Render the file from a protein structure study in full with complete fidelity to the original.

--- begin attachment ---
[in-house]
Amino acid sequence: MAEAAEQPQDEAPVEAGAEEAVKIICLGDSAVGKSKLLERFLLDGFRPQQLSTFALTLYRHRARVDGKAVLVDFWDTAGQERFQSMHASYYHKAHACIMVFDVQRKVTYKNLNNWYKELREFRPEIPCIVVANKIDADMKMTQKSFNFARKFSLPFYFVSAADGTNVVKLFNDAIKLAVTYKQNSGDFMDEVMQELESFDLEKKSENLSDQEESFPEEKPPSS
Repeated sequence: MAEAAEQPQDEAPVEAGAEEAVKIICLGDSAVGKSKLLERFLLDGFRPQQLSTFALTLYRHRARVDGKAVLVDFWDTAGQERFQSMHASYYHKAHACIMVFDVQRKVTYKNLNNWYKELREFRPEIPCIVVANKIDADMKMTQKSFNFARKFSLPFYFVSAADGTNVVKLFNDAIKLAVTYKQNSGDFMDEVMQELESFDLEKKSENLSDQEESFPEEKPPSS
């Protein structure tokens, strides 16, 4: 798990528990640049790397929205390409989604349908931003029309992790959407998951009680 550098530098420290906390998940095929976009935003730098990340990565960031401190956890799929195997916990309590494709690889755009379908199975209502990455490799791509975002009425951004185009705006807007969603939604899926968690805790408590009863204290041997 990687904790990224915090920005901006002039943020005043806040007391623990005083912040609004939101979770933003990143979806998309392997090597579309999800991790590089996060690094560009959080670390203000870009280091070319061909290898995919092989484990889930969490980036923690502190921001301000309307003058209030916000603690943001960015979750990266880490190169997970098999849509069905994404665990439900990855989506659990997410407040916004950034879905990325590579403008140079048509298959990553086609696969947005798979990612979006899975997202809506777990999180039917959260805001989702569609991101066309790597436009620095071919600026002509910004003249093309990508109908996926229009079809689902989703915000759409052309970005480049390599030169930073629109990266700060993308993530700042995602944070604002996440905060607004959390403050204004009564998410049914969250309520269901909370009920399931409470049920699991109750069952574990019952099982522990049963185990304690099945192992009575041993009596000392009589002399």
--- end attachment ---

[in-house]
Amino acid sequence: MAEAAEQPQDEAPVEAGAEEAVKIICLGDSAVGKSKLLERFLLDGFRPQQLSTFALTLYRHRARVDGKAVLVDFWDTAGQERFQSMHASYYHKAHACIMVFDVQRKVTYKNLNNWYKELREFRPEIPCIVVANKIDADMKMTQKSFNFARKFSLPFYFVSAADGTNVVKLFNDAIKLAVTYKQNSGDFMDEVMQELESFDLEKKSENLSDQEESFPEEKPPSS
Repeated sequence: MAEAAEQPQDEAPVEAGAEEAVKIICLGDSAVGKSKLLERFLLDGFRPQQLSTFALTLYRHRARVDGKAVLVDFWDTAGQERFQSMHASYYHKAHACIMVFDVQRKVTYKNLNNWYKELREFRPEIPCIVVANKIDADMKMTQKSFNFARKFSLPFYFVSAADGTNVVKLFNDAIKLAVTYKQNSGDFMDEVMQELESFDLEKKSENLSDQEESFPEEKPPSS
């Protein structure tokens, strides 16, 4: 798990528990640049790397929205390409989604349908931003029309992790959407998951009680 550098530098420290906390998940095929976009935003730098990340990565960031401190956890799929195997916990309590494709690889755009379908199975209502990455490799791509975002009425951004185009705006807007969603939604899926968690805790408590009863204290041997 990687904790990224915090920005901006002039943020005043806040007391623990005083912040609004939101979770933003990143979806998309392997090597579309999800991790590089996060690094560009959080670390203000870009280091070319061909290898995919092989484990889930969490980036923690502190921001301000309307003058209030916000603690943001960015979750990266880490190169997970098999849509069905994404665990439900990855989506659990997410407040916004950034879905990325590579403008140079048509298959990553086609696969947005798979990612979006899975997202809506777990999180039917959260805001989702569609991101066309790597436009620095071919600026002509910004003249093309990508109908996926229009079809689902989703915000759409052309970005480049390599030169930073629109990266700060993308993530700042995602944070604002996440905060607004959390403050204004009564998410049914969250309520269901909370009920399931409470049920699991109750069952574990019952099982522990049963185990304690099945192992009575041993009596000392009589002399």